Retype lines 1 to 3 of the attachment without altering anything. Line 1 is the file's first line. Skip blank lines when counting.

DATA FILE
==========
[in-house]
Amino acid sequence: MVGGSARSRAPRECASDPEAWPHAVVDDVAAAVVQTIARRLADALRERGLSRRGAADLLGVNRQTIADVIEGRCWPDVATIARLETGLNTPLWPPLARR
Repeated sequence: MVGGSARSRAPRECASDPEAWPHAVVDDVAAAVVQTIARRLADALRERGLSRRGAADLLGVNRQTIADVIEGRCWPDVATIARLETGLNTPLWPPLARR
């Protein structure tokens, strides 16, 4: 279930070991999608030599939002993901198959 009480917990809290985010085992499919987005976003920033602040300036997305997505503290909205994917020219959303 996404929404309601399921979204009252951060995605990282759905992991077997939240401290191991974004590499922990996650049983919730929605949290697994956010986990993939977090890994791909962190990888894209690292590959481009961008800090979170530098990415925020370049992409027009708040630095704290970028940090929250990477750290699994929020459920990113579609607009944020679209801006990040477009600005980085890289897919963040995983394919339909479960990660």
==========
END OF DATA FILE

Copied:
[in-house]
Amino acid sequence: MVGGSARSRAPRECASDPEAWPHAVVDDVAAAVVQTIARRLADALRERGLSRRGAADLLGVNRQTIADVIEGRCWPDVATIARLETGLNTPLWPPLARR
Repeated sequence: MVGGSARSRAPRECASDPEAWPHAVVDDVAAAVVQTIARRLADALRERGLSRRGAADLLGVNRQTIADVIEGRCWPDVATIARLETGLNTPLWPPLARR